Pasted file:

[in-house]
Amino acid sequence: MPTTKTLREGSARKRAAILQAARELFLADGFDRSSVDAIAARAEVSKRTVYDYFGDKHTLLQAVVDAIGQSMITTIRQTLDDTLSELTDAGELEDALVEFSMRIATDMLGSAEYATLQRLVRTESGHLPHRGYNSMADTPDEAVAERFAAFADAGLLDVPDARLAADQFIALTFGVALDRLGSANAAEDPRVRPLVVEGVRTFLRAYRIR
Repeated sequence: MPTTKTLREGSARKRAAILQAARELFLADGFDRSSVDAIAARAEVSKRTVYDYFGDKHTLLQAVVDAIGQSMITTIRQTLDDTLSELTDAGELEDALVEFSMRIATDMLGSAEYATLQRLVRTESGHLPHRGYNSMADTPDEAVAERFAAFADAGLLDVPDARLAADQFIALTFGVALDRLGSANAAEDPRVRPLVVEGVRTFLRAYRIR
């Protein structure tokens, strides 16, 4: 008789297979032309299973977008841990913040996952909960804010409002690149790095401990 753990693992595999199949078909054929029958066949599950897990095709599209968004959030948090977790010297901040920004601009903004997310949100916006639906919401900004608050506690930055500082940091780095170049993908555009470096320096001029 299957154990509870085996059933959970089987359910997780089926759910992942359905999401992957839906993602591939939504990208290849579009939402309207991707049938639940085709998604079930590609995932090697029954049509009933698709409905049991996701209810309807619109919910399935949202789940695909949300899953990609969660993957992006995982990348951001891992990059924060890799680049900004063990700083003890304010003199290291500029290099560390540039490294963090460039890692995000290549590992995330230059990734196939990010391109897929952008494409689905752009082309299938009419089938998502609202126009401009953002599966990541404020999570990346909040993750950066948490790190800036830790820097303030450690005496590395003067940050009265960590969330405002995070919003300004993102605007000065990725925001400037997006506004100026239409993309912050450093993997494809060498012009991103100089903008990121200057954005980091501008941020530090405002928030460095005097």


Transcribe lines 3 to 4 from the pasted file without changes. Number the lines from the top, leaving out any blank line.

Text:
Repeated sequence: MPTTKTLREGSARKRAAILQAARELFLADGFDRSSVDAIAARAEVSKRTVYDYFGDKHTLLQAVVDAIGQSMITTIRQTLDDTLSELTDAGELEDALVEFSMRIATDMLGSAEYATLQRLVRTESGHLPHRGYNSMADTPDEAVAERFAAFADAGLLDVPDARLAADQFIALTFGVALDRLGSANAAEDPRVRPLVVEGVRTFLRAYRIR
């Protein structure tokens, strides 16, 4: 008789297979032309299973977008841990913040996952909960804010409002690149790095401990 753990693992595999199949078909054929029958066949599950897990095709599209968004959030948090977790010297901040920004601009903004997310949100916006639906919401900004608050506690930055500082940091780095170049993908555009470096320096001029 299957154990509870085996059933959970089987359910997780089926759910992942359905999401992957839906993602591939939504990208290849579009939402309207991707049938639940085709998604079930590609995932090697029954049509009933698709409905049991996701209810309807619109919910399935949202789940695909949300899953990609969660993957992006995982990348951001891992990059924060890799680049900004063990700083003890304010003199290291500029290099560390540039490294963090460039890692995000290549590992995330230059990734196939990010391109897929952008494409689905752009082309299938009419089938998502609202126009401009953002599966990541404020999570990346909040993750950066948490790190800036830790820097303030450690005496590395003067940050009265960590969330405002995070919003300004993102605007000065990725925001400037997006506004100026239409993309912050450093993997494809060498012009991103100089903008990121200057954005980091501008941020530090405002928030460095005097």